Evidence and the role of indictments

10 Sep 2021 4:05 pm by Merilyn Kader

In S v Makayi [2021] 2 All SA 907 (ECB), charges must adequately reflect the nature, extent and seriousness of the criminal conduct, enable the case to be presented in a clear and simple way, and provide the court with an appropriate basis for the sentence requested.

By Merilyn Rowena Kader LLB (Unisa), Legal Editor at LexisNexis South Africa.

Criminal law and procedure – rape - Evidence and the role of indictments: The accused in S v Makayi [2021] 2 All SA 907 (ECB) was charged with having raped a 6-year-old girl and pleaded not guilty. The indictment referred to his having intentionally committed an act of sexual penetration with the complainant by inserting his penis into her vagina and anus without her consent.

The complainant’s testimony did not include an allegation of penetration or sexual intercourse. The accused flatly denied the allegations against him. After their evidence had been adduced, the court invited argument on the question of intent. The prosecution pressed for a conviction on the main count, contending that the complainant’s honest and reliable description of the manner in which the accused had placed her on top of him and the manner in which he had moved, was sufficient to prove that the accused had the requisite intent to rape, and the evidence was sufficient for a conviction of rape on the basis of dolus eventualis.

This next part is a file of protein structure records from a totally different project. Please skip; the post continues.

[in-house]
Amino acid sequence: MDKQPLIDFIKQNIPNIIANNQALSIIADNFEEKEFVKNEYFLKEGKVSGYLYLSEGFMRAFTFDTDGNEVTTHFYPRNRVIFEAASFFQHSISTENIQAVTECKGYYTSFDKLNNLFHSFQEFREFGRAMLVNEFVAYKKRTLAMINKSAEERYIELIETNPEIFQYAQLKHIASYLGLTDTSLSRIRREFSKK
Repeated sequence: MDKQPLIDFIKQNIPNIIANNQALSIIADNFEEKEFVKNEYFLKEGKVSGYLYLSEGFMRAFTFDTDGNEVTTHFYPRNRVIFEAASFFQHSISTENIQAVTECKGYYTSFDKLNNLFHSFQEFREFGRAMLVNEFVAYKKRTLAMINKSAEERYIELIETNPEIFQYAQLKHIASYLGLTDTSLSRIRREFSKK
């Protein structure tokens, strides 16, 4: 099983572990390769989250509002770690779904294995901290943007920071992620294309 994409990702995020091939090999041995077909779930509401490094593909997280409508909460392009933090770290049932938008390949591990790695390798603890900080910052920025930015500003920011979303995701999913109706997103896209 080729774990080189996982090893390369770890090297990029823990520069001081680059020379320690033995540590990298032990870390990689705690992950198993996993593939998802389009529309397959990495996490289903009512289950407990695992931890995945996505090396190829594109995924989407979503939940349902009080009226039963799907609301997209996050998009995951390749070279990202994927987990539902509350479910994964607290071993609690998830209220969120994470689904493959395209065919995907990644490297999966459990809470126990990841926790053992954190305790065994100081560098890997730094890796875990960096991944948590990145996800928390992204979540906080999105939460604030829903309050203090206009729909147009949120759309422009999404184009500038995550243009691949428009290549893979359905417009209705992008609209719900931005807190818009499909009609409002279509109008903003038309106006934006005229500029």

It was held, by Stretch J, that s 144(3)(a) of the Criminal Procedure Act 51 of 1977 states that an indictment shall be accompanied by a summary of the substantial facts of the case that, in the opinion of the Director of Public Prosecutions (the DPP), are necessary to inform the accused of the allegations against him. The purpose of the summary is to fill out the picture presented by the indictment. While the prosecution is not bound by the summary of substantial facts, where the evidence, which the state intends to lead is so vastly different from that reflected in the summary of substantial facts, it is expected from the prosecution to either supplement the summary, and/or present an opening address. Prosecutors should decide on and draw up charges based on available evidence which will, inter alia, adequately reflect the nature, extent and seriousness of the criminal conduct and which can reasonably be expected to result in a conviction, provide the court with an appropriate basis for the sentence requested, and enable the case to be presented in a clear and simple way. The Prosecution Policy of the National Director of Public Prosecutions, in Item 7, states that prosecutors should fairly present the facts of a case to a court, disclosing information favourable to the defence even though it may be averse to the prosecution case. The summary of substantial facts in this case was misleading in its particularity. An opening outline by the prosecutor, indicating that the state’s case would be that the accused made movements up against the complainant’s body while the two of them remained fully clothed, would have solved that problem.

The court also rejected the prosecutor’s attempt to rely on intention to rape in the form of dolus eventualis.

The final issue was that of the competent verdict of sexual assault. The testimony of the complainant, who was a single witness, was less than satisfactory. The medical evidence also did not corroborate her version.

Finding that the prosecution had failed to prove its case beyond a reasonable doubt, the court acquitted the accused.

Merilyn Rowena Kader
Legal Editor at LexisNexis